A pixel contrast based medical image steganography to ensure and secure patient data

Document Type : Research Paper


1 Faculty of Engineering, Uruk University, Baghdad, Iraq

2 University of information technology and communications, Baghdad, Iraq

3 Al-Esraa University College, Baghdad, Iraq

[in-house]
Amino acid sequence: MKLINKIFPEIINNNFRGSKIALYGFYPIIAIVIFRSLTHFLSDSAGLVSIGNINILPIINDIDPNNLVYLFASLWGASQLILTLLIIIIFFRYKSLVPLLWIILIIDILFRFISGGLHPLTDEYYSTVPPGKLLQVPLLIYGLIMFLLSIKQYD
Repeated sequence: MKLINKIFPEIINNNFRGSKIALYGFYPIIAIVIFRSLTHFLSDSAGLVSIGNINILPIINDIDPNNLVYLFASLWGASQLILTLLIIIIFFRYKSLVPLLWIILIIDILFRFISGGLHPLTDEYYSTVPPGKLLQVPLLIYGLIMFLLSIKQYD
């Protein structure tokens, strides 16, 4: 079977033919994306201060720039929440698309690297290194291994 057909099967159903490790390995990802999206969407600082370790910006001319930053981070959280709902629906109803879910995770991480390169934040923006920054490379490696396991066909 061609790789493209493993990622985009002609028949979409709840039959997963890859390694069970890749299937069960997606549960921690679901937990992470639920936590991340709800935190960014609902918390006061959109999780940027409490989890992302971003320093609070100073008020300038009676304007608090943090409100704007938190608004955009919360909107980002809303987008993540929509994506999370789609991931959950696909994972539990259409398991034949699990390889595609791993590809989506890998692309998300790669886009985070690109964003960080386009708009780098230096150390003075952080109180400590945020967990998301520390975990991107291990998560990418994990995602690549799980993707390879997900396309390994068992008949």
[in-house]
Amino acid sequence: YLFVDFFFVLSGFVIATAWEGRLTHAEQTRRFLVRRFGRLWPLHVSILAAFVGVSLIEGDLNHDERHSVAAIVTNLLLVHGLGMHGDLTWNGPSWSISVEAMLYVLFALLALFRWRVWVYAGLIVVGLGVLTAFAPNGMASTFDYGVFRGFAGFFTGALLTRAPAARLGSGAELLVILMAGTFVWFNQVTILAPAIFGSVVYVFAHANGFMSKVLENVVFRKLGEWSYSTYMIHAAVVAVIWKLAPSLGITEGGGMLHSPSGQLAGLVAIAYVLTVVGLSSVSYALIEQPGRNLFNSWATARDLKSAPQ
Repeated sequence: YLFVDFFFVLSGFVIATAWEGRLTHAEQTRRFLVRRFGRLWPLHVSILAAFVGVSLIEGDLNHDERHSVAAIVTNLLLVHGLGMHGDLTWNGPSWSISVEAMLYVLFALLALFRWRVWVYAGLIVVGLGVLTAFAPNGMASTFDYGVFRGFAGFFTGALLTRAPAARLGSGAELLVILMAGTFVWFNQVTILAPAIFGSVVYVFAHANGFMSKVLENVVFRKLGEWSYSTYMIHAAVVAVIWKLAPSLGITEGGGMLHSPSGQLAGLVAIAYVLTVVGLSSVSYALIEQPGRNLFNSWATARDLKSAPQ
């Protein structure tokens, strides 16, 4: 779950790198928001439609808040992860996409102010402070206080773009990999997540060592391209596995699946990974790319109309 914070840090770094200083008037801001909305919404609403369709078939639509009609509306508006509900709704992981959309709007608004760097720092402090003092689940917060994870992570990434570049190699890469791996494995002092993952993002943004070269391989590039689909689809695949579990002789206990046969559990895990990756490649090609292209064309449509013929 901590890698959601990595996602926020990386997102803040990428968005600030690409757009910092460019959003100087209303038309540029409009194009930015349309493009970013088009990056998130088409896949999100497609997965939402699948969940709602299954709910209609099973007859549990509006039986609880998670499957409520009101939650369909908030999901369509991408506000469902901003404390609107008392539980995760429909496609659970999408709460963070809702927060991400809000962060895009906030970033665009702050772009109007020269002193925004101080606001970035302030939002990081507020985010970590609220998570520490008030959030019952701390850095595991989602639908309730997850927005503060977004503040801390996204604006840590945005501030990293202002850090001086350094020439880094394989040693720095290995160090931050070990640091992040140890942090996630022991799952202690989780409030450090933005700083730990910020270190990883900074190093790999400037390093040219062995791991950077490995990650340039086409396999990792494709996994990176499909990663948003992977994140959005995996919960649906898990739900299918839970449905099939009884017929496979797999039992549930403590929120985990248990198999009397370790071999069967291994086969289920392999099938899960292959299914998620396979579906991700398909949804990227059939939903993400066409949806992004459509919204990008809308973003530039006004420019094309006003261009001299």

The information and communications technology time are essential for the security aspect of processes and methodologies. The security of information should a key priority in the secret exchange of information between two parties. That's to guarantee the information's security, some strategies are used, and they include steganography, watermark, and cryptography. In cryptography, the secrete message is converted into unintelligible text, but the existence of the secrete message is noticed, on the other hand, watermarking and steganography involve hiding the secrete message in a way that its presence cannot be noticed. Presently, the design and development of an effective image steganography system are facing several challenges such as low capacity, poor robustness and imperceptibility. To surmount these challenges, a new secure image steganography work called the Pixels Contrast (PC) method is proposed along with the eight neighbour's method and Huffman coding algorithm to overcome the imperceptibility and capacity issues. In the proposed method, a new image partitioning with a Henon map is used to increase the security part. This method has three main stages (preprocessing, embedding, and extracting) each stage has a different process. In this method, different standard images were used such as medical images and SIPI-dataset. The experimental result was evaluated with different measurement parameters like Histogram Analysis Structural Similarity Index (SSIM), Peak signal-to-noise ratio (PSNR). Compared the proposed method with the previous works then proved to be better than existing methods. In short, the proposed steganography method outperformed the commercially available data hiding schemes, thereby resolving the existing issues.